Gold is loosely based on and inspired by the true story of the 1993 Bre-X mining scandal, in which Kenny Wells (Matthew McConaughey), an unlucky businessman, teams up with geologist Michael Acosta (Edgar Ramirez) to find gold deep in the unexplored jungles of Indonesia. As the story was unknown to me beforehand, I cannot comment on how accurate the story is presented here, although I can comment on the film itself and, quite honestly, it's one of the worst I have seen for a while.
Unfortunately, through no fault but my own, Matthew McConaughey rubs me entirely up the wrong way and I find his performance here little more than average. It's committed, I will award him that, but not at all convincing and is a typically McConaughey-esque performance. It may just be that his character (and the majority of the characters actually) is utterly deplorable and beyond likeable, but very little exists in the performance that can promote this film to a better place. Edgar Ramirez, charming in last year's Joy, is so one-dimensional and thinly-sketched here that you'd think you were staring at a photograph rather than a second-billed character and Corey Stoll and Toby Kebbell, two promising actors, are entirely underused and underserved. Whether it is just because I am particular fond of her or not, Bryce Dallas Howard is the closest thing to human here, even if she is only demonstrated as a weak-willed lover in the shadows of her slimly husband, in a film generally overpowered by testosterone. She deserves better than this. They all deserve better than this, stranded in such a poor film.
Quick Nathan - think of something positive to say. Well, the film admittedly finds the story it should have been telling all along in the final twenty minutes or so, but it is too little too late by this point and I am surprised I lasted the 121 minutes to see this nonsense through. Can I get back to talking negatively/truthful now? Thanks. Gold follows no structure at all, partly down to being built on such an empty foundation and misdirected story focal point and is executed in a way that doesn't even approach mediocrity - it fails in almost every respect. It's void of anything interesting to say, hinting at the American dream, ideas of greed and control, but never fleshes them out to make them worthwhile, imbuing the film with a horrific notion of absolutely pointlessness. It's a wasted opportunity and acts as a point to prove my hatred for stories about loathsome American men that allow greed to consume them.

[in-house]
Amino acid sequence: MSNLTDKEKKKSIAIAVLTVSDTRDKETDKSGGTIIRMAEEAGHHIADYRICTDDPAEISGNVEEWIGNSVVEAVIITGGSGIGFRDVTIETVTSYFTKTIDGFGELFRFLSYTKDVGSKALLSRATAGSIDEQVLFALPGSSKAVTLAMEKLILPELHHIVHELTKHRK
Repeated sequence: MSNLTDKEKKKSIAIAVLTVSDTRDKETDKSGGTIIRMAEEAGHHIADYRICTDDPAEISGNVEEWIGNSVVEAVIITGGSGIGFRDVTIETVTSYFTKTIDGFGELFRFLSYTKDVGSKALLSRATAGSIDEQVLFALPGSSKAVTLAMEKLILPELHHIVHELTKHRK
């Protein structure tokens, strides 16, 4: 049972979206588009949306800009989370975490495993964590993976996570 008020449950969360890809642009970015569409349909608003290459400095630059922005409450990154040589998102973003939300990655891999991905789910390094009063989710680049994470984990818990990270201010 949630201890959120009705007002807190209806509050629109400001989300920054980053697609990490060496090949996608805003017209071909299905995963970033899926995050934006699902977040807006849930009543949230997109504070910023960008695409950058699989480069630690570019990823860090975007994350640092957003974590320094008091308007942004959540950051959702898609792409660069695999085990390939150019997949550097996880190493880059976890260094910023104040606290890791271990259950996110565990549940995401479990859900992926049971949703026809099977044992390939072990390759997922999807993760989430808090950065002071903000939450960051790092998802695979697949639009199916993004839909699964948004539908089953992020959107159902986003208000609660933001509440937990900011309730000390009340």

Very little actually redeems this film but at least I've found (probably) my least favourite film of the year. And if I haven't, please have mercy on me. Gold gets one star for my fondness of Bryce Dallas Howard, one star for at least eventually finding the story it wants to tell in the final stretch, and half a star for allowing me to write this scathing review; it's been a long time since I got to write a review as cutting as this and I'm not in a hurry to do it again. Vapid and uninspired, this spiritless shell of a film demonstrates everything wrong with Oscar bait.
Summary: Gold is worthless, an insipid and uninspired picture that only appears to magnify its failures by blatantly scrambling for an award season glory it will never unearth. Gold is one to avoid at all costs.
Highlight: The credits rolling and walking out into the rainy, gloomy streets of Birmingham again.